IN HIS ENGLISH TRANSLATION OF THE JAIN text, Uvasagadasao, the German Indologist Rudolf Hoernle recounts a common sight that he witnessed in his travels in Bengal and Odisha.
The translation was published in 1890 and Hoernle had clearly spent several years in preparing the book. The simple observation evoked hazy memories of similar scenes that I had witnessed in my own childhood in various parts of rural Karnataka. These occurred in Jaatres (fairs, melas) and Sidi-Utsavas. Men and women would be squatting down or running behind people, beckoning them to see their picture-scrolls. The scrolls would be neatly bound and folded inside small wooden boxes, and the boxes too, had intricate carvings on them. The picture-scrolls or Paṭa typically showed elaborate scenes from various Puranic stories drawn as snug little miniatures encased in panels. Not unlike the comic strips we are all familiar with. Except that these Paṭa-s had no text. In a way, these were the mobile equivalents of the renowned Paṭa-Chitra in Odisha. And the men and women who displayed them in these fairs would open up the picture-scrolls and narrate the stories in animated detail, infusing impressive dramatic skills in their narration. They didn’t charge a fixed fee. I recall paying 50 paisa on one occasion. That was followed by an elaborate blessing in rustic poetry…invoking Shiva or Devi.
Little did I know back then that these people were professionals and the fact that they had a name, and that their profession was indeed Sanatana—timeless. They were called Mankhas. Both Ananada Coomaraswamy and Dr. V. Raghavan translate Mankha as “picture showmen.” They were also known by other names: Gauriputraka, Kēdāraka, Yamapaṭaka, aṇḍ Pratimādharin.
For countless centuries, Mankhas were a ubiquitous presence not just in India but abroad as well. What began as a practice and profession of exhibiting scroll-pictures and paintings depicting different Puranic themes eventually became an invaluable cultural treasure. Travellers from various countries were so awestruck and inspired by it that they spun off variations to suit their own cultures. Over time, this art form journey all the way to China and Brihad-Bharata. For example, as recent as 1416, the Chinese work, Ying-yai Sheng-lan records this scene in Java:
The Bali variant of the Mankha art form is known as Wayang Beber. It was classified as a dramatic art. The artist who performs it is known as the Dalang. He unfurls several sheets of cloth containing paintings of scenes of stories from the Ramayana and the Mahabharata. Each cloth is unrolled one by one, i.e., scene by scene and the Dalang narrates the scenes using dialogue. Like so many such ancient art forms, Wayang Beber is also on the verge of extinction.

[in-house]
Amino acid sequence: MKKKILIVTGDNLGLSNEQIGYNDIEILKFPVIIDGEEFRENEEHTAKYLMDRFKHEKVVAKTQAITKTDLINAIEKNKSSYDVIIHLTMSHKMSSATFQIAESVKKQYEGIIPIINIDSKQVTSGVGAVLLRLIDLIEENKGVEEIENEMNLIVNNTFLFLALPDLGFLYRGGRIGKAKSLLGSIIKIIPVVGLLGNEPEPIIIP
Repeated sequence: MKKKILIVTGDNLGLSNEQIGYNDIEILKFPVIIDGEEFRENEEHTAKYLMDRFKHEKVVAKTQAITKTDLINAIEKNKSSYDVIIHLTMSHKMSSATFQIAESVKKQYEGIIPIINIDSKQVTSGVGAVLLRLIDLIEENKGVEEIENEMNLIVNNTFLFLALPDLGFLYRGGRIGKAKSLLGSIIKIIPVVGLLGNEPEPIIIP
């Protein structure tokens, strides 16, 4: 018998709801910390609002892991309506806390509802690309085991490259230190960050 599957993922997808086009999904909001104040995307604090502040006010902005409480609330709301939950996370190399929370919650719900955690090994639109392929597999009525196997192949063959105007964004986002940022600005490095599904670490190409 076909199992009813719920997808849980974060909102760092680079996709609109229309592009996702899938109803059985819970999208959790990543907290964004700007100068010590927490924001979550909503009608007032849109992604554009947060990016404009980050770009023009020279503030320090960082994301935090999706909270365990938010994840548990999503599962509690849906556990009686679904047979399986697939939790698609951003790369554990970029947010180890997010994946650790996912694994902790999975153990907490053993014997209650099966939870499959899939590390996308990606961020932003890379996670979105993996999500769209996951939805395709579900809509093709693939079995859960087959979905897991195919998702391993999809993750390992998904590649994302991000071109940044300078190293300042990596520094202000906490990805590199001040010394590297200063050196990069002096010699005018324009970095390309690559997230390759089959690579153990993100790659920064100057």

The art form was also popular in Persia. The meaning of the Persian word, ṣūrat-ḵẖẉān is highly revealing: “One who pictures the state of angels and men as to reward and punishment on the day of resurrection, and receives a remuneration for it from the bystanders.” This scene or painting is a direct lift from the Yamapaṭas, which were wildly popular in India for several centuries as we shall see. Interestingly, the word ṣūrat also means a puppet in Persian popular theatre, and ḵẖẉān is the reciter or singer of the story performed by the puppets. Even more incredibly, the ḵẖẉān begins the performance with an invocatory verse of an Islamic song known as the rāk-ī-hindi. The word, rāk is a corruption of the Sanskrit word, rāga. Thus, rāk-ī-hindi means “Indian tune or song.” And both the manner and modalities used in enacting this art form was almost wholly imported from classical Sanskrit theatre complete with the Nāndi invocation at the beginning up to the Mangala in the end.
The Mankha tradition survived almost intact even during the British colonisation of India. John Lockwood Kipling, father of the arch racist Rudyard Kipling, describes his experience of watching the Mankhas in action in his travelogue, Beast and Man in India.
Kipling wrote his book in 1891. See how neatly this corresponds with Rudolf Hoernle’s observation in 1890? Kipling was a teacher and traveller and documenter of foreign societies while Hornle was an Indologist. Both witnessed the same India around the same period.
WHEN WE THINK ABOUT IT TODAY, consternation and melancholy strikes us. The criminally nonchalant manner in which we have squandered away Bharatavarsha’s profound cultural stamp that had exercised such invisible suzerainty throughout a vast region in Asia. That the squandering happened after “independence” magnifies the extent and scale of the crime. For example, Walang Beber is an endangered art form in Indonesia because Mankhas have become extinct in the very cradle they were birthed in: Bharata. Exactly how many sins against the Hindu cultural heritage should Nawab Nehru account for? The legendary DVG castigates this Nehruvian felony in memorable language:
This is the proven fact of history: as long as the tempering, soothing and motherly palm of Sanatana culture exercised its silent influence on alien cultures, they remained largely sober. Despite successive Islamic invasions in many parts of South East Asia, the intrinsic Sanatana clime remained unchanged. Even a Persia which had been wholly Islamised centuries ago, continued to draw inspiration from our culture and art forms. But the day India opted for the unwritten Quran of Nawab Nehru known as secularism, the whole thing not only imploded but became irretrievable.
And on this pessimistic note, we shall explore the brief history of the lost cultural treasure of the Mankhas in the next episode of this series.
To be continued
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